We made a brief stop outside the EYE Film Institute for a close look at its unique architecture. Its prominent position on the northern bank of the IJ across from Centrum has made it an iconic feature of the shoreline. The building was designed to suggest the properties of light, space, and movement that are indispensable to the film-making experience.

For dinner we went to Amsterdam's lone food hall, aptly called Foodhallen. It was located in a hip neighborhood called Oud-West just outside of Centrum. The atmosphere was busy and energetic without being excessively crowded and the food options were good if unspectacular. It wasn't quite as good as Wolf in Brussels but it was much better than Food Traboule in Lyon. This would be our last easy meal at a food hall for the trip and we would have to contend with restaurants from that point on.

Our time in Amsterdam was rapidly coming to an end. I had mixed feelings about our experience because although the city was undoubtedly beautiful and exciting, I didn't feel that I had done as well as I could in creating our own unique experience. We had mostly trodden the well-worn paths carved out by millions of tourists, although in a somewhat condensed manner. I think the main problem was that having the car had forced us to base outside the city and I had then tried to see all of Amsterdam in just one day. If I had to do it over I probably would find a way to stay in Centrum and split the walking tour into at least two days, which would have allowed us to see some more local neighborhoods without getting exhausted. I thought our experience in Brussels had been much more successful. It was an important lesson to take to heart going forward as we would be beginning our swing through the German Rhineland the following day.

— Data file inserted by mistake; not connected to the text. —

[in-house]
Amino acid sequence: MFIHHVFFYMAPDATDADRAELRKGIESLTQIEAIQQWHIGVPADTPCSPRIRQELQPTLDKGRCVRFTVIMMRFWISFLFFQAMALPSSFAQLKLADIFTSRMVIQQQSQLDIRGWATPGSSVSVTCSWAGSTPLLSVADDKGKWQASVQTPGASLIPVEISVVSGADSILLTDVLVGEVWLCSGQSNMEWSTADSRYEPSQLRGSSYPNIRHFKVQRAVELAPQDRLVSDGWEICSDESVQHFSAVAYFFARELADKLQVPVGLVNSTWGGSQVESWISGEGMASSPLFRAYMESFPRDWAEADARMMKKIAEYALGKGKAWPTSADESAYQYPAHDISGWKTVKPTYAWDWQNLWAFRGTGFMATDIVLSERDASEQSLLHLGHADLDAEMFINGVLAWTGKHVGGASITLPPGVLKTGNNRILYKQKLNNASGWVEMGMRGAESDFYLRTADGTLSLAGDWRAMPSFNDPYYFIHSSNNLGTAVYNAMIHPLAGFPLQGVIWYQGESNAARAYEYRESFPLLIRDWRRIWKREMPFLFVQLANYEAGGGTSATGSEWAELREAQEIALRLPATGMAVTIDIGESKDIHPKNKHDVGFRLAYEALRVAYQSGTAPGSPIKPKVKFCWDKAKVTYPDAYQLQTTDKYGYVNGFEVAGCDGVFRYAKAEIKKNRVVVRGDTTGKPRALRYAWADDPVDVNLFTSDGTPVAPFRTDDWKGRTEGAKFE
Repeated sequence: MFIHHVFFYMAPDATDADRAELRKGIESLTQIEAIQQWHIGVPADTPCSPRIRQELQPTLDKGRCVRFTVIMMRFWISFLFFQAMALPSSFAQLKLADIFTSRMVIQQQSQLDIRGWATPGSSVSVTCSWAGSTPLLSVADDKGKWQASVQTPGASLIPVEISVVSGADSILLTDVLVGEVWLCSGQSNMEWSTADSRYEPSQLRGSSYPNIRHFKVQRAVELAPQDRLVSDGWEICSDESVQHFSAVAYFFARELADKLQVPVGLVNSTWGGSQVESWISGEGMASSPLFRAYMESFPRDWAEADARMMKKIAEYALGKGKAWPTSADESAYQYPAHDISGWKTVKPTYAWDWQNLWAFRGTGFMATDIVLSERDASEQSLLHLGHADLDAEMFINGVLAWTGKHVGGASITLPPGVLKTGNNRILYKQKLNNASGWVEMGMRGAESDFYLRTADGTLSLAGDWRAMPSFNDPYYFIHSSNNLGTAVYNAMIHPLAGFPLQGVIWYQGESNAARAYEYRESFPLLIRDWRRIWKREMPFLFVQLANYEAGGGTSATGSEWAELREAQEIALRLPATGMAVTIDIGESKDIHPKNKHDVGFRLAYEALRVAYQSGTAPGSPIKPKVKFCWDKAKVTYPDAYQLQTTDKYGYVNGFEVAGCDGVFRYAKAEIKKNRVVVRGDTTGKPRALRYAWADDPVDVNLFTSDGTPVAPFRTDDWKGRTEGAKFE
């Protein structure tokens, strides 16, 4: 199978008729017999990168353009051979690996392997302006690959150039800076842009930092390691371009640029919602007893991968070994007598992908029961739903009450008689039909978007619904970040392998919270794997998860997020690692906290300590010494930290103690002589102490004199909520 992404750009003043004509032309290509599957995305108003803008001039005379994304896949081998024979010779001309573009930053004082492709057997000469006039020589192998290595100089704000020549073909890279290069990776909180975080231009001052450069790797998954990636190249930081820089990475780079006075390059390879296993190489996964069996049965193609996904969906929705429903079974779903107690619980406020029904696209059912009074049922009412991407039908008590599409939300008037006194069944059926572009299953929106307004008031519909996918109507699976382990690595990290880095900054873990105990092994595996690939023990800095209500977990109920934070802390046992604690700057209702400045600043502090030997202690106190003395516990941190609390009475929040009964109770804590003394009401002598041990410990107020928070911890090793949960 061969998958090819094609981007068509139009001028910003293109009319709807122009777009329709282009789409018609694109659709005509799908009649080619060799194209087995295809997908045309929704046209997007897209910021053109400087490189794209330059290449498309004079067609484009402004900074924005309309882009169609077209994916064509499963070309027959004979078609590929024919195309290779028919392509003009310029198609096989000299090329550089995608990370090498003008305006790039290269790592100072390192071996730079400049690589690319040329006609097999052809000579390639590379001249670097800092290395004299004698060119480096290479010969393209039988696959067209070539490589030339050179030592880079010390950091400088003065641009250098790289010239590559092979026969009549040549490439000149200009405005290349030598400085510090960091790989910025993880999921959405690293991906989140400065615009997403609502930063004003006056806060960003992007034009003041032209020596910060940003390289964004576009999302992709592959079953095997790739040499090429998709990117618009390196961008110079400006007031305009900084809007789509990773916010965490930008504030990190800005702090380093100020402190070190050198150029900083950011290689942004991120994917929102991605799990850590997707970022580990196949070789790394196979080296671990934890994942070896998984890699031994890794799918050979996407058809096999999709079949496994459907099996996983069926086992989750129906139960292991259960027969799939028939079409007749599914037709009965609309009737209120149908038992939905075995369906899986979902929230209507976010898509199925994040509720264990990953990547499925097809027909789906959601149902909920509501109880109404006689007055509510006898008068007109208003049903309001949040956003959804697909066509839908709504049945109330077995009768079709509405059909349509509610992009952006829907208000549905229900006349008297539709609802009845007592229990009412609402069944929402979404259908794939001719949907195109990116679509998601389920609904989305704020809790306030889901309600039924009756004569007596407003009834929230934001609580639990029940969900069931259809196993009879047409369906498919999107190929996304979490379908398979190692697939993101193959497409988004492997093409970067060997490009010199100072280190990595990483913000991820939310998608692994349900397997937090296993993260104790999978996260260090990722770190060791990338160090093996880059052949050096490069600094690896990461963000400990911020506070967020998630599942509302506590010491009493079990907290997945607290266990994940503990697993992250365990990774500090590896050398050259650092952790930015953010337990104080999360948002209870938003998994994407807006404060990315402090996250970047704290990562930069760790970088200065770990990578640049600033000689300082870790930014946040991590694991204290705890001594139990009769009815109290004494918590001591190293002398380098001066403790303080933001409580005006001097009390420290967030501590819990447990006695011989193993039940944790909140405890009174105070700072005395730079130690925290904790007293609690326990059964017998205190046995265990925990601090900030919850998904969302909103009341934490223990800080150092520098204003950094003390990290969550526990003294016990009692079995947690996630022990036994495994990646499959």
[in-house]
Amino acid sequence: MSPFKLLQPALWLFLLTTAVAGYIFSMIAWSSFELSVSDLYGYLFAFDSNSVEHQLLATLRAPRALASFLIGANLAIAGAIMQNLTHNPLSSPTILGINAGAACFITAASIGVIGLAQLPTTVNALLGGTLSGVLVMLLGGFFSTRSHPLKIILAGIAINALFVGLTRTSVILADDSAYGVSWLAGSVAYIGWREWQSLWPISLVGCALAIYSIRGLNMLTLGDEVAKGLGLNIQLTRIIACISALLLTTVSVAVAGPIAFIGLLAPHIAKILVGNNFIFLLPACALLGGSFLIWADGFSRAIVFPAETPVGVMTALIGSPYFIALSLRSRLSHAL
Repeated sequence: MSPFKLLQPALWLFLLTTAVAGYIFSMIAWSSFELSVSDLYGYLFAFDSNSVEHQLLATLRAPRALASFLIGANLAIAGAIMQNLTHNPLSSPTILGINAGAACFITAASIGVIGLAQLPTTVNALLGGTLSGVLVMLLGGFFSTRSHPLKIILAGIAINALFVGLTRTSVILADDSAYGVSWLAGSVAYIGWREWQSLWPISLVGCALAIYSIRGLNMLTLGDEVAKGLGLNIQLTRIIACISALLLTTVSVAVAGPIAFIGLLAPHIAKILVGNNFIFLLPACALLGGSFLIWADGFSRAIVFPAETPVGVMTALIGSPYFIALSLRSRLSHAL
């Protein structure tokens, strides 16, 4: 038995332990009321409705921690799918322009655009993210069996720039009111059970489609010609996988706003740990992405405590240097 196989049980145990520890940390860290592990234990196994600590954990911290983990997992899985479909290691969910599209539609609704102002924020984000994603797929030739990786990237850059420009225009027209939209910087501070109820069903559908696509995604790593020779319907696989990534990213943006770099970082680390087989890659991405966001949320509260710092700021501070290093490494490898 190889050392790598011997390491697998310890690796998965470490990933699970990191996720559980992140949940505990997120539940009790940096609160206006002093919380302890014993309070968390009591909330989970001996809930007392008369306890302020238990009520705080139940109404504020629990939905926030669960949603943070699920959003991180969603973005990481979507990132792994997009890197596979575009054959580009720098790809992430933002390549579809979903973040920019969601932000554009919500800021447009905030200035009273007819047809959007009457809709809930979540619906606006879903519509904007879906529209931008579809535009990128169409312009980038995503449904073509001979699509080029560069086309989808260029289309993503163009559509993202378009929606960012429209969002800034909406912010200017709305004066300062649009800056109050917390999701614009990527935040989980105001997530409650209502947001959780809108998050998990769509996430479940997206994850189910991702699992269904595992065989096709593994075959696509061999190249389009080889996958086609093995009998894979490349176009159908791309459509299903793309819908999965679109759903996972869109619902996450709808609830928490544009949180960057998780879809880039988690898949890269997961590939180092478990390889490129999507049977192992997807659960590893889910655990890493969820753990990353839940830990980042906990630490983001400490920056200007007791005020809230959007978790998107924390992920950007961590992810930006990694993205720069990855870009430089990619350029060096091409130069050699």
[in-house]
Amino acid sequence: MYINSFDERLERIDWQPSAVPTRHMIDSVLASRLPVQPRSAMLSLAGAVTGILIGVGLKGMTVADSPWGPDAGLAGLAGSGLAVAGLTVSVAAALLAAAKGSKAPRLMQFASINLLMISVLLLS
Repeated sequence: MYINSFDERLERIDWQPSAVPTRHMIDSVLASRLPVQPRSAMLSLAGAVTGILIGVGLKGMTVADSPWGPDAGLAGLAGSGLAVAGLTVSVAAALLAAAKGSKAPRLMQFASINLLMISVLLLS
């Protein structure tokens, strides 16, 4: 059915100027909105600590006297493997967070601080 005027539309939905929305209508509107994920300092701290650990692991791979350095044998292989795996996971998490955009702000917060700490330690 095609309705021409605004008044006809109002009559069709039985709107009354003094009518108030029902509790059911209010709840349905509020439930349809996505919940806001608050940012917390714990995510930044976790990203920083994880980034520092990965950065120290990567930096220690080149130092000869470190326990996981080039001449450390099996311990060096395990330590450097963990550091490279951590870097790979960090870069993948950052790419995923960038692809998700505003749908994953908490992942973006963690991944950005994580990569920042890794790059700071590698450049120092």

Posted by zzlangerhans 20:26 Archived in Netherlands Tagged road_trip family family_travel travel_blog tony_friedman family_travel_blog beverwijk foodhallen ridammerhoeve